...a companion blog to "Math-Frolic," specifically for interviews, book reviews, weekly-linkfests, and longer posts or commentary than usually found at the Math-Frolic site.

"Mathematics, rightly viewed, possesses not only truth, but supreme beauty – a beauty cold and austere, like that of sculpture, without appeal to any part of our weaker nature, without the gorgeous trappings of painting or music, yet sublimely pure, and capable of a stern perfection such as only the greatest art can show." ---Bertrand Russell (1907) Rob Gluck

"I have come to believe, though very reluctantly, that it [mathematics] consists of tautologies. I fear that, to a mind of sufficient intellectual power, the whole of mathematics would appear trivial, as trivial as the statement that a four-legged animal is an animal." ---Bertrand Russell (1957)

******************************************************************** Rob Gluck

Tuesday, December 9, 2014

A Nitpick With Publishers... but a Thumbs-Up to Matt Parker!

More from the book scene....

I briefly mentioned Matt Parker's new book (sight unseen), "Things to Make and Do in the Fourth Dimension," in my recommendations for the Holidays, based on reviews I'd seen, but am now reading it myself and can give an even more enthusiastic thumbs-up! It's a joyful read (unless you despise puns, in which case stay far, far away!! ;-)). It's really the only "recreational math" book on my list -- I did recommend Ian Stewart's latest puzzle compendium volume, but puzzle books are a bit different from recreational math which is a broader and rarer category these days.  In fact, this is one of the very few books that I think could be mentioned in the same breath with Martin Gardner's recreational writings. While reading it I even found myself contemplating the slight similarities between the names, "Martin Gardner" and "Matt Parker"!
Anyway, most of you are likely familiar with stand-up comic/mathematician Parker from various YouTube appearances or elsewhere, and he brings the same lucid, lighthearted, but still instructive style to this book that he exhibits on the internet. His own infectious delight with math comes through both in the wide-ranging text and even his(?) simple hand-drawn illustrations.  The book's subtitle offers some hint as to just how wide-ranging it is: "A Mathematician's Journey Through Narcissistic Numbers, Optimal Dating Algorithms, at Least Two kinds of Infinity, and More."  As the book flap says, it's "a grand tour... both playful and sophisticated." I won't attempt a full review here (not even sure when I'll complete reading it), but simply highly commend it to your attention.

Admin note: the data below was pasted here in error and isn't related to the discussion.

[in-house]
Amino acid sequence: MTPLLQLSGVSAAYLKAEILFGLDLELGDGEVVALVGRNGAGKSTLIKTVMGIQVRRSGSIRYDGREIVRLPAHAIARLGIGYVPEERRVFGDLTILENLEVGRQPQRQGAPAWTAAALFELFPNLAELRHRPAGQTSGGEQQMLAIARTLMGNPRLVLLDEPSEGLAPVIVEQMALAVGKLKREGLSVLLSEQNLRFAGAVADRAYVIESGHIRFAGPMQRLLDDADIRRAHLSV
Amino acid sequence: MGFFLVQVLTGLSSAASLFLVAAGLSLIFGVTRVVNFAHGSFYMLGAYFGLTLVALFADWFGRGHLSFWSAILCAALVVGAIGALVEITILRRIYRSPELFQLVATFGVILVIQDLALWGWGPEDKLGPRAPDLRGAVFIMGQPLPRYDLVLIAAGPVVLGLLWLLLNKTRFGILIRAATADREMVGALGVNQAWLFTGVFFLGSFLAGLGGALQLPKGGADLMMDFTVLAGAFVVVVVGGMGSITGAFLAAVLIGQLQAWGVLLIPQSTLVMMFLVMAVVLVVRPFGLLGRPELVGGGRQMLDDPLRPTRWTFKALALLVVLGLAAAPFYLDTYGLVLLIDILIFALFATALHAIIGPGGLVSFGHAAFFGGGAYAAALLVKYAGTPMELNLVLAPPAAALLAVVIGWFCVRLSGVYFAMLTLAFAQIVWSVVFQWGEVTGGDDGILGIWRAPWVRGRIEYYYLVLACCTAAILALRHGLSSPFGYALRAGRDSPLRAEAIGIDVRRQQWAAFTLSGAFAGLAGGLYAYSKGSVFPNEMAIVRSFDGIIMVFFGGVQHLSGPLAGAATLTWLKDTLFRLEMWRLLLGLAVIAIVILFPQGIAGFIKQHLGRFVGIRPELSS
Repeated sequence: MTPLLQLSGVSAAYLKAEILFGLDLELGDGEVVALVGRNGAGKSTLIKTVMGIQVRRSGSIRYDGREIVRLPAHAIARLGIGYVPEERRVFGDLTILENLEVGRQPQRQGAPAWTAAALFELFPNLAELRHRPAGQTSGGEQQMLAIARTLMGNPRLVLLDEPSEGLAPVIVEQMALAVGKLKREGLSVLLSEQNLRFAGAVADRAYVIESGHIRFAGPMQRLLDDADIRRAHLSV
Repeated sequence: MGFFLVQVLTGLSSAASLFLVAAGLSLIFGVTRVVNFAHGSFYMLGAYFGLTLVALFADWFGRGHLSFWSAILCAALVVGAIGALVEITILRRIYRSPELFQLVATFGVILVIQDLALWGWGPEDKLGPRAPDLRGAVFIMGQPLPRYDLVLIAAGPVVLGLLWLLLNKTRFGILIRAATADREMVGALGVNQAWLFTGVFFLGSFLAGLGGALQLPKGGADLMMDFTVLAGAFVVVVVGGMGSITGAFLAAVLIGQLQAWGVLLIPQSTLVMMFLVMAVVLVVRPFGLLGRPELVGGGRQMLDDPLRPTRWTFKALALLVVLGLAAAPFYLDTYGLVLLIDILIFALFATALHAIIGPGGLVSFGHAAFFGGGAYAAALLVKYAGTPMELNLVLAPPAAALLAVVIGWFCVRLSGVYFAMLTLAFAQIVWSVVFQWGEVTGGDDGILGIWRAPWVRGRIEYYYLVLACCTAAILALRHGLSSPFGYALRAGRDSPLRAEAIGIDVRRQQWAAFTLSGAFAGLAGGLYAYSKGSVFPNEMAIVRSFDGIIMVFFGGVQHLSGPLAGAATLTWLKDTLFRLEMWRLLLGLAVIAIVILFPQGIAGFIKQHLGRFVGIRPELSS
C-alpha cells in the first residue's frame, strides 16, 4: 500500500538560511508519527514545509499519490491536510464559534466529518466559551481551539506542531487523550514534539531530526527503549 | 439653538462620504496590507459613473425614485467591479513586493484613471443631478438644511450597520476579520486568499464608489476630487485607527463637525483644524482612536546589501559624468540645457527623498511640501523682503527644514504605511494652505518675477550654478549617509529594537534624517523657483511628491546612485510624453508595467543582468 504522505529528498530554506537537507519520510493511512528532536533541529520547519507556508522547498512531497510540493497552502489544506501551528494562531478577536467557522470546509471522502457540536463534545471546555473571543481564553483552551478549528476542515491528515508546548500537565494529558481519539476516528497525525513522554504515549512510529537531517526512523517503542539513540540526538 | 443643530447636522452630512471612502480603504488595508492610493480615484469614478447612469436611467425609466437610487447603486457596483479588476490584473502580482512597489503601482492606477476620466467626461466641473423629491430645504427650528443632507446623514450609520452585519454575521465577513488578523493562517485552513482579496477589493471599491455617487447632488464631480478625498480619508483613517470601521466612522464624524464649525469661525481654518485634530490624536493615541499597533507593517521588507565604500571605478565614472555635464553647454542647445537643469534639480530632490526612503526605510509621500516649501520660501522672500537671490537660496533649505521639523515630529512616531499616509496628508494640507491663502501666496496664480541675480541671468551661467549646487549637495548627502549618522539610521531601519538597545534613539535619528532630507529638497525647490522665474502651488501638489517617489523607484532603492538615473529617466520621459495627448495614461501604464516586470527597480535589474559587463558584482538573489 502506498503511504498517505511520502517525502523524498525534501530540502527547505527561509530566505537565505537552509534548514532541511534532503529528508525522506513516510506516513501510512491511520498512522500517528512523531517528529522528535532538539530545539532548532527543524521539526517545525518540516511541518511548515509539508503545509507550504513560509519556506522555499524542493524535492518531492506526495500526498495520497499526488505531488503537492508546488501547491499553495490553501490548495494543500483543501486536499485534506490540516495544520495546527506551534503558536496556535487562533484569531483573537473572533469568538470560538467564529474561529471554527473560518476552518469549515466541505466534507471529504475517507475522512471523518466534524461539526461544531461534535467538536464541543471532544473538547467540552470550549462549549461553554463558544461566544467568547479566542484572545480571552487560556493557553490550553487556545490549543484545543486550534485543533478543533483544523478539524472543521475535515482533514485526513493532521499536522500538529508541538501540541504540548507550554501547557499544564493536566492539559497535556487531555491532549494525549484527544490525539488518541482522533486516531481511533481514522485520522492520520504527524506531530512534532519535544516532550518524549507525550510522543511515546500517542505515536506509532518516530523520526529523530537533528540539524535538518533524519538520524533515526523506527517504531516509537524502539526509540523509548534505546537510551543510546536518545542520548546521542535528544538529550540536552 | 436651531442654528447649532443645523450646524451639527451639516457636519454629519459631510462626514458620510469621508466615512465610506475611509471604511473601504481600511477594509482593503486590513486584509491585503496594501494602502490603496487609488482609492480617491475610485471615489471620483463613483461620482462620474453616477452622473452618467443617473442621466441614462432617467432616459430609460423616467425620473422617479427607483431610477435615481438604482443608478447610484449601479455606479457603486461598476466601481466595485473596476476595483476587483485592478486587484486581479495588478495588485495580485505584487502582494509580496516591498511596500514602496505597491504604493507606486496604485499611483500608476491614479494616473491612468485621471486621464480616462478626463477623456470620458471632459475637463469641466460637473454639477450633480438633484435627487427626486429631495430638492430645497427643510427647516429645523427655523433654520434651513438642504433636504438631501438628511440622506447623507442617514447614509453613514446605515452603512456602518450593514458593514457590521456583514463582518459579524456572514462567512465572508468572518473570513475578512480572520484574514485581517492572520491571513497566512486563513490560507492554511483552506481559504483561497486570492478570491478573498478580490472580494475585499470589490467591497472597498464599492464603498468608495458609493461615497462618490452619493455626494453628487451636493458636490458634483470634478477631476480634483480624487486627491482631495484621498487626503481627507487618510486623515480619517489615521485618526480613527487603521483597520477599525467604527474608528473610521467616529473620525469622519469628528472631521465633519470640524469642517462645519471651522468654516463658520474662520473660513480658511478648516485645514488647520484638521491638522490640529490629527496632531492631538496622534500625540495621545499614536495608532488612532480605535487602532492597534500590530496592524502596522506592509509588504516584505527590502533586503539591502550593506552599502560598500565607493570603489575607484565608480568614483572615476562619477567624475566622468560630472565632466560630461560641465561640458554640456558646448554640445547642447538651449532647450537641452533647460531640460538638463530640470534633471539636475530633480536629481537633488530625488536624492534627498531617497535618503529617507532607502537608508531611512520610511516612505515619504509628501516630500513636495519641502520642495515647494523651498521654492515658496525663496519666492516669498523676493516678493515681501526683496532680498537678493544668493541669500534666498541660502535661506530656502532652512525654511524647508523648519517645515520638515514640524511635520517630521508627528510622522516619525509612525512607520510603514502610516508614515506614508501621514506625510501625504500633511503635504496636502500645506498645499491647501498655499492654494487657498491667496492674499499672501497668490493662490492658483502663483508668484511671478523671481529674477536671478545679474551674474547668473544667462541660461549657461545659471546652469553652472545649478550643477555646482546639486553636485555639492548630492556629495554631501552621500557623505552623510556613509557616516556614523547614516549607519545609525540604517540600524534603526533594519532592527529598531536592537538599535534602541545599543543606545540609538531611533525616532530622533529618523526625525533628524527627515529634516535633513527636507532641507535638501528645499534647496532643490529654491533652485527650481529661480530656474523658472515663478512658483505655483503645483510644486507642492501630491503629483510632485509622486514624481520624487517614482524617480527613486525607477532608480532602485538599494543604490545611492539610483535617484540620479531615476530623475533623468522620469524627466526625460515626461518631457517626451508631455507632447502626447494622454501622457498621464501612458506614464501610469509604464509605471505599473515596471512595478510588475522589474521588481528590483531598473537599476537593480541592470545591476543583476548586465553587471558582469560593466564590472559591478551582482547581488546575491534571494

BUT... I do have a minor beef with it... or, perhaps more specifically with the publisher. This book is over 400 pages long and an inch-and-a-half thick, with an American retail price of $28.00 (and I wouldn't recommend reading it on an eBook reader, but that's me). A lot of folks who are already a tad phobic, or just naive, about math will be intimidated by the look/feel of this volume, as well as discouraged by the price. That means a lot of people who could benefit from reading it, and who it is partly intended for, won't purchase it... which is a shame... also means lost sales/profits for the publisher. With slightly smaller print, less white space, maybe thinner paper, and perhaps even a softcover, this volume could've been brought in well under 400 pgs. and at a lower price... and, been less imposing to readers. (I don't know if the British edition is any different from the American edition.) Even the title (probably meant to be intriguing) I suspect is a bit imposing, abstract, and maybe overly long to many, and could've been better chosen.

Anyway, I mention all this because I've seen several examples in the last couple years where a book's sales might've improved simply with a little more attention paid to certain physical elements of the volume, and greater consideration of the target audience -- and the goal should be to get these books into as many hands as possible... or at least not to scare off any more readers than needed. Matt has his own wide following, so those folks are an automatic audience, but I'm interested to see a book like this swept up by readers who have never heard of Matt Parker, or who usually avoid math books. (If I'm wrong here and the book's final features/format were actually the result of massive test-marketing and research than I'll be happy to hear about it.)
Might add, as a side-note, that I've long thought Princeton University Press (not Matt's publisher) is a publisher that generally does a great job with the physical presentation of their popular math books... maybe they've been at it longer, or specialize in it to some degree, but kudos to them for whatever the reason.
Well, I need to get back to reading Matt's volume; some reviews say the second half is even better than the first! 

[And now that I've finished reading it, I've added another short blurb about it HERE.]

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